Teaching programming is really, really hard. When I'm teaching a concept, my goal is to show the student that they already know what I'm teaching them - they are just seeing the same idea manifested in a different form. Correlating concepts to past experiences is shown to help tremendously, but uncovering these correlations is a difficult task.
Anyone who has filled out a Madlib knows variables. Anyone who has heard/told a college football team joke knows variables. Calling a pair of lovey-dovey friends "romeo and juliet" is using a named identifier with values being your friends' actual names.
What do these examples have in common? They show how programming concepts are directly embedded within everyday language.
Programming is unambiguous communication
One concept that most coding bootcamps don't discuss, which is a huge detriment in my opinion, is the importance of language. I'm not even talking about programming vocabulary, which is another huge concept that is commonly skipped. In order for programmers to perform their jobs, they must have the ability to express themselves unambiguously. This attribute of programmers often manifests itself outside of the workplace, sometimes leading to humorous situations. This is the inspiration behind jokes like:
A programmer is going to the grocery store and his wife tells him, "Buy a gallon of milk, and if there are eggs, buy a dozen." So the programmer goes, buys everything, and drives back to his house. Upon arrival, his wife angrily asks him, "Why did you get 13 gallons of milk?" The programmer says, "There were eggs!"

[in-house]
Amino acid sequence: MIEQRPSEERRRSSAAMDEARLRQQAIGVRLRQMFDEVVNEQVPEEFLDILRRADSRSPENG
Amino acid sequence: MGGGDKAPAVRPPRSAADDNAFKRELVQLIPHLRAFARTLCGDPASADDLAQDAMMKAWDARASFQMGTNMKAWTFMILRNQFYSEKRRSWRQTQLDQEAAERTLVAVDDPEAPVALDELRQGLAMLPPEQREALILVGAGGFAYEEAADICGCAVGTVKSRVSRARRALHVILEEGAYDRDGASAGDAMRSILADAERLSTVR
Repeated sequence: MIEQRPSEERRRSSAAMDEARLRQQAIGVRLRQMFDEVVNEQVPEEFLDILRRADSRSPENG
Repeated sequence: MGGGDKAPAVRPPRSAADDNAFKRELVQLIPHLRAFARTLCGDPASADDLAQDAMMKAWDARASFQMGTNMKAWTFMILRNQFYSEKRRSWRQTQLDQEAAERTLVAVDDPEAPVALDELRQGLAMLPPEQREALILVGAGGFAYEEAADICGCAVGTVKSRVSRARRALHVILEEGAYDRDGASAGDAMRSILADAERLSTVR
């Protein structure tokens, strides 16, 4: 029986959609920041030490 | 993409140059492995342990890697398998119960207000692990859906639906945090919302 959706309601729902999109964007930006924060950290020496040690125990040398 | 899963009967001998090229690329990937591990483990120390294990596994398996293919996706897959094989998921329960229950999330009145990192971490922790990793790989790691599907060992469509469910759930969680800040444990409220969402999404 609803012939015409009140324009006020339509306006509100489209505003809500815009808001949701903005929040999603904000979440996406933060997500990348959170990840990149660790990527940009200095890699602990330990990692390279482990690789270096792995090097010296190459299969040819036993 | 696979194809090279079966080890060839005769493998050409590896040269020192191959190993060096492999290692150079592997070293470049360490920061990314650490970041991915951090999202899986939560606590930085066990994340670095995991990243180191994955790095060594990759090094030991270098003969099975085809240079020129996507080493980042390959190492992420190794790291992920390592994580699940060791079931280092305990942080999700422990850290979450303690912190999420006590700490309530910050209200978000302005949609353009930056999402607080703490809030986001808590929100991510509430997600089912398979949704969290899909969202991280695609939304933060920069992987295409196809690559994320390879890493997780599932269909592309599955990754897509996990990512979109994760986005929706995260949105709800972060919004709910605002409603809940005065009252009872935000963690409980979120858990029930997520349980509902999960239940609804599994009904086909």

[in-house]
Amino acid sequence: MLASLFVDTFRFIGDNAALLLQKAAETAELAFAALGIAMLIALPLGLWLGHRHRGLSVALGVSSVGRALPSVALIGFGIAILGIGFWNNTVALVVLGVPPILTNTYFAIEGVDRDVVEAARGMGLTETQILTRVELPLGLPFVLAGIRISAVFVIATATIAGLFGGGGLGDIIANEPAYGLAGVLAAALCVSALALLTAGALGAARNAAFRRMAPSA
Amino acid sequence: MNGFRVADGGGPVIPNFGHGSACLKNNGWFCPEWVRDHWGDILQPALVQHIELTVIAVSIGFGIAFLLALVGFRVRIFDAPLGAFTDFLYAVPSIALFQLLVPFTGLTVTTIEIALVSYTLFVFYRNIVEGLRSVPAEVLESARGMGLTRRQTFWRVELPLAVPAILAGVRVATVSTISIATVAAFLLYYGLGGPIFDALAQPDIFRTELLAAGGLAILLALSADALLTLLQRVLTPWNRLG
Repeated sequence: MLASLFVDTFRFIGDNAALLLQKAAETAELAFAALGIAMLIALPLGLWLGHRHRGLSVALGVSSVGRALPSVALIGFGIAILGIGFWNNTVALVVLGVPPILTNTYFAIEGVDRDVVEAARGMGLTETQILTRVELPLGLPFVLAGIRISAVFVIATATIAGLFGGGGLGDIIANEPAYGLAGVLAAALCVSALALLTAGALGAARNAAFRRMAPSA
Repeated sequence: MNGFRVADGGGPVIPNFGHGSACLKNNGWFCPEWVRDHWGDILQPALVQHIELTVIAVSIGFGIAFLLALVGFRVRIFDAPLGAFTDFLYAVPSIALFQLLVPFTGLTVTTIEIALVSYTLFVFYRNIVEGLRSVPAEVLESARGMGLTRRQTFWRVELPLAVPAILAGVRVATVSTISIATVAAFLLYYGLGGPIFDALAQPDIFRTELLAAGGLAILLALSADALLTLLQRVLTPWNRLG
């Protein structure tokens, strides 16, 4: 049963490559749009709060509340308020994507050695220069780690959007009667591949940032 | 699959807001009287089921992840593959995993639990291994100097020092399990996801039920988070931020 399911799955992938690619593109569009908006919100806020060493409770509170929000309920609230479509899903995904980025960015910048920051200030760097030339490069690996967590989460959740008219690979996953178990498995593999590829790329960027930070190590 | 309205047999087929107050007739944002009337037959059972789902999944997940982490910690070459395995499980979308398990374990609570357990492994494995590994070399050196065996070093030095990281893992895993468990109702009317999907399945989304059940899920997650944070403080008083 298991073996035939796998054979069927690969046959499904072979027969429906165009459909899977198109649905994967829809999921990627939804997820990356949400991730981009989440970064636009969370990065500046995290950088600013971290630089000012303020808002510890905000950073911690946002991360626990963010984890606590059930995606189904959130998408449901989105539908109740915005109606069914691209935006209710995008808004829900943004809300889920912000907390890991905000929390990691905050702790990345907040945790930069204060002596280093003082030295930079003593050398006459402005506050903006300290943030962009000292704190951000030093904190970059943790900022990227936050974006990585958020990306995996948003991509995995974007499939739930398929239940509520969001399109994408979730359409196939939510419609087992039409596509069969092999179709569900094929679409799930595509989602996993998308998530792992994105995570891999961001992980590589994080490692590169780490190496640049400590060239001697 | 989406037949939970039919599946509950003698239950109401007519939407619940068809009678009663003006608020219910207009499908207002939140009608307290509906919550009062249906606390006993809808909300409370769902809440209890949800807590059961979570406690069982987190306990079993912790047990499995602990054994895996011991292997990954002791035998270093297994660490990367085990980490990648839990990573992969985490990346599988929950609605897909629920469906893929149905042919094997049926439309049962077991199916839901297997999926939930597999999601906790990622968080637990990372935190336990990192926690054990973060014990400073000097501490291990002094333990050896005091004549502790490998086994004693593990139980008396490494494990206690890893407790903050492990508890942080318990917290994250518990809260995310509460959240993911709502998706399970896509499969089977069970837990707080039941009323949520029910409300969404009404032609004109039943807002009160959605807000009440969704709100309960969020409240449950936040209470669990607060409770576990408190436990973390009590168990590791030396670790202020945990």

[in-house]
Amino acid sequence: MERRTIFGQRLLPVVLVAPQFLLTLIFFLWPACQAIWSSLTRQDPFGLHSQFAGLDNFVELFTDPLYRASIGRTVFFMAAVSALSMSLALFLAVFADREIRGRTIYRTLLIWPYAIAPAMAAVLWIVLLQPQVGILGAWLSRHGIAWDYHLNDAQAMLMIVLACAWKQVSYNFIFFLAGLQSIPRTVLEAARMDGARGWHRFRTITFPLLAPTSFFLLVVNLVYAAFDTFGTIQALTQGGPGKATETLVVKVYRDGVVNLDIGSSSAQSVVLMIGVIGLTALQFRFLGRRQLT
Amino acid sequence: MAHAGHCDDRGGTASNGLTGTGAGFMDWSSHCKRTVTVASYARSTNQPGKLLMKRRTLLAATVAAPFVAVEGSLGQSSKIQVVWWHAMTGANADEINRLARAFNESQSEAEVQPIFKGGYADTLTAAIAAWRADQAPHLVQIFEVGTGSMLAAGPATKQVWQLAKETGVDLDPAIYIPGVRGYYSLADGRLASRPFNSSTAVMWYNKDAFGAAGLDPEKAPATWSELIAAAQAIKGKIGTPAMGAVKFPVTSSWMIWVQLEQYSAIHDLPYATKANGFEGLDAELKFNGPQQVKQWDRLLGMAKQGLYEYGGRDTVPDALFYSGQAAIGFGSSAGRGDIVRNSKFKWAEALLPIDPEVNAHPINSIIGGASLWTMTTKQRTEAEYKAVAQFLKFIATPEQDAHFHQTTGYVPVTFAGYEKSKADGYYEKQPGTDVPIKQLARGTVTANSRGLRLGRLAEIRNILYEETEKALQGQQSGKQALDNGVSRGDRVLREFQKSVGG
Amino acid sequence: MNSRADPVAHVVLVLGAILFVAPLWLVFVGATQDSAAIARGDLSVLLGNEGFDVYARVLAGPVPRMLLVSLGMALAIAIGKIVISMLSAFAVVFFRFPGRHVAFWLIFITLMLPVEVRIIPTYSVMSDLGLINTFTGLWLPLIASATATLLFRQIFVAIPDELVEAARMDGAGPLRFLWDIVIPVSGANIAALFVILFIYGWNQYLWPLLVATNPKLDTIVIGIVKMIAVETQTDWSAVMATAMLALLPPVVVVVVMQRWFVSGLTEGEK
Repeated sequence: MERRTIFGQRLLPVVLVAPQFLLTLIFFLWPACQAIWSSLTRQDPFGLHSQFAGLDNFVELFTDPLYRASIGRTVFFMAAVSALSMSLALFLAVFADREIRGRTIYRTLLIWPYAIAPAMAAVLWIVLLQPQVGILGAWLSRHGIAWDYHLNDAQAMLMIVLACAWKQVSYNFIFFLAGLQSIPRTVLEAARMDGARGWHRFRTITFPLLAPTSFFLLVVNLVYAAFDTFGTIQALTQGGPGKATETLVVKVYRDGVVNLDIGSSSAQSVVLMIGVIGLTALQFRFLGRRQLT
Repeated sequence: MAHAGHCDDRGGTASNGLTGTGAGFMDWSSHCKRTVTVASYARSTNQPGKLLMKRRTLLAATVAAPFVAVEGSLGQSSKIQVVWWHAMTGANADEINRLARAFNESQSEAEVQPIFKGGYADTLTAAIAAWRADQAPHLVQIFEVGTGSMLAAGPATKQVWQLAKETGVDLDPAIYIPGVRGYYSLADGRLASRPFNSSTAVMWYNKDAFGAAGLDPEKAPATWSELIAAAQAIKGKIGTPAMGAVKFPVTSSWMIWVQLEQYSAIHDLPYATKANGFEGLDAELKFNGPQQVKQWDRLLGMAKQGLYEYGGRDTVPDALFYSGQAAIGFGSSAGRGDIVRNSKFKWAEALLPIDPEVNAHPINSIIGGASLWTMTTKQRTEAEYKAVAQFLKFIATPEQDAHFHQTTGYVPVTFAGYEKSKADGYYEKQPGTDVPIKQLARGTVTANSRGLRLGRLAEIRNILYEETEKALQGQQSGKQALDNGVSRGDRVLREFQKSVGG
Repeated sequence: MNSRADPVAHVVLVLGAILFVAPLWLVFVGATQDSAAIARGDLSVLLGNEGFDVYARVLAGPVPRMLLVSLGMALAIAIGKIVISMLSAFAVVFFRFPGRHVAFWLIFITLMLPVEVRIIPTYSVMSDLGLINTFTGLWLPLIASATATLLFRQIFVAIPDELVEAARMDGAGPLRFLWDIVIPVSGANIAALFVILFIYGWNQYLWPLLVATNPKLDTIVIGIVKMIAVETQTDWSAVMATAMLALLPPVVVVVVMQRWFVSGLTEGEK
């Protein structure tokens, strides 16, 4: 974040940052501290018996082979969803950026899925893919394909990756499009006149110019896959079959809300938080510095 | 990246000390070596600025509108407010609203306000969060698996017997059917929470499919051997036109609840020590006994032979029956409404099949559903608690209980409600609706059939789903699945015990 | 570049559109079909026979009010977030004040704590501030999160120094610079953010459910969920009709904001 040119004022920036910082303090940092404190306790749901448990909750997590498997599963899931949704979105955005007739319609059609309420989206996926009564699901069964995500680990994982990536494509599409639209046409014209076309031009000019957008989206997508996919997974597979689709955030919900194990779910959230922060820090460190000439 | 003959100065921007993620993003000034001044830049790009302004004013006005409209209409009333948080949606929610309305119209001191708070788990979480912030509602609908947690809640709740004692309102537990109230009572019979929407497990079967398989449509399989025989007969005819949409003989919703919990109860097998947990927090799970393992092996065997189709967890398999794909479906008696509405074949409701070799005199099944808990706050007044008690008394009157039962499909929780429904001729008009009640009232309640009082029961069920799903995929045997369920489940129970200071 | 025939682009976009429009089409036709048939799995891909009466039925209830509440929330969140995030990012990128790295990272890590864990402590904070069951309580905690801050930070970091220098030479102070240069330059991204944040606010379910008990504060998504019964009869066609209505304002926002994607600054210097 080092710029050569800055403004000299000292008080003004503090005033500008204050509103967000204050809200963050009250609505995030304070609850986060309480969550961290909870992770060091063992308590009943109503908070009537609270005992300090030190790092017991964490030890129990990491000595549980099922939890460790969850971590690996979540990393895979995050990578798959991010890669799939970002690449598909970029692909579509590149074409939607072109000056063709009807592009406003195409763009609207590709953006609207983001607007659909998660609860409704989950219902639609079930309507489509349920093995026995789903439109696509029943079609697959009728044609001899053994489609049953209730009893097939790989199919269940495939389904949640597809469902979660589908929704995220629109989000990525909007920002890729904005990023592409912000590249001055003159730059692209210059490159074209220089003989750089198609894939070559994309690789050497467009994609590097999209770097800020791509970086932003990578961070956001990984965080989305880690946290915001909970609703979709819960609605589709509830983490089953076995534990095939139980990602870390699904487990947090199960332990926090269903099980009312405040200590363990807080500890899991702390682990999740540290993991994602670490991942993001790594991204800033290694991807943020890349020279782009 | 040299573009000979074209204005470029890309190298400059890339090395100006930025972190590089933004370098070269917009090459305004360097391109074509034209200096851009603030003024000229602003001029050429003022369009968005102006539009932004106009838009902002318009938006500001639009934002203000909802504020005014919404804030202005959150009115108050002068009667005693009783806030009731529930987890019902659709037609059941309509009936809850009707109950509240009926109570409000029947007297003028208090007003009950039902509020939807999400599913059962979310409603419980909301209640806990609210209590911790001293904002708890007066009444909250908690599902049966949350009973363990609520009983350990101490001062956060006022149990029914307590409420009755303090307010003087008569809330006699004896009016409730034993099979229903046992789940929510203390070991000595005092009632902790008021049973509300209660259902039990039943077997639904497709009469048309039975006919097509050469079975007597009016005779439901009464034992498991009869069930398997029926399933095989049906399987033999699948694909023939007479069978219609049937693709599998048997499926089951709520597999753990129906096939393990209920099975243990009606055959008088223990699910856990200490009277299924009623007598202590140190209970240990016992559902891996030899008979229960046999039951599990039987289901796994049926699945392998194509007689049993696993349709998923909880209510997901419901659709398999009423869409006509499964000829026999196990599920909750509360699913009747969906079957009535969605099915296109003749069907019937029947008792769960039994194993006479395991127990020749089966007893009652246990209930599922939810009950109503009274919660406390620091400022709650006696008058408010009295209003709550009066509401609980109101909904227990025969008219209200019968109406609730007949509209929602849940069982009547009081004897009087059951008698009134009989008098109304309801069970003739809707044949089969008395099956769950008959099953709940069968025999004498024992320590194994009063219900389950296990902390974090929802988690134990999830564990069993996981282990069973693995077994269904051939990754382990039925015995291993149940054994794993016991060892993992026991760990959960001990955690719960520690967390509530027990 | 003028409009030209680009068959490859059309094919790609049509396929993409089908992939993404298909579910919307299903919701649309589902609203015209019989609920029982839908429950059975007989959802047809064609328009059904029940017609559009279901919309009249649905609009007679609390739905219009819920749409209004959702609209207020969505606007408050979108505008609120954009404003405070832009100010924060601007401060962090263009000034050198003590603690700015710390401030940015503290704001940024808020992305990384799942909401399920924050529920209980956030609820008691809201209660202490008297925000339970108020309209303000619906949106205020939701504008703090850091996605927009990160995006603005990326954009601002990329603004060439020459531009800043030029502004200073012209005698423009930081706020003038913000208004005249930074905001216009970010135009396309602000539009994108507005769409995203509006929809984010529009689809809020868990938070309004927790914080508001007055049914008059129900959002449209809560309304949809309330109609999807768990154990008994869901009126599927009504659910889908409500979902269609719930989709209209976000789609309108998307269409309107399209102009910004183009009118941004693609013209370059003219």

Very few people can effortlessly jump into a mindset which requires obsession over unambiguous language. Why is that? Because reading between the lines is a helpful trait 99% of the time. Being "that guy" that takes things "too literally" is generally a negative thing - until you're programming. A surprisingly large component of what we call "having good social skills" is discerning what people mean from what they say. In fact, we label people that struggle to process these ambiguities as lacking social awareness.
"She's smiling, that means she's happy!"
Ask the following question to both a programmer friend and to a non-programmer friend:
"What is the smallest non-negative whole number?"
(We're using "whole number" in place of "integer" due to likely household familiarity with the term. You can just explain it as a "number without a decimal point")
Your programmer friend should say $0$ whereas your non-programmer friend will probably say $1$. This is because programmers understand that there is NO room for wiggle-room when it comes to interpreting specifications or programming documentation. Non-negative doesn't mean positive - it means non-negative.
We need to prepare newcomers to programming for this whole new way of thinking. People who are apt for programming understand this mindset naturally, so shoving them in front of a text editor is fine. For the rest of the population, that approach just leads to disappointment and frustration.
Addressing the current state of coding bootcamps
The status quo of bootcamps, in my opinion, is that they perform a great service to people who would be able to learn programming on their own but just need direction. I feel like very few address the core issues, such as unambiguous communication. This prevents people who may not naturally exhibit our programmer mindset from participating.
(This article is based on a reddit comment I made.)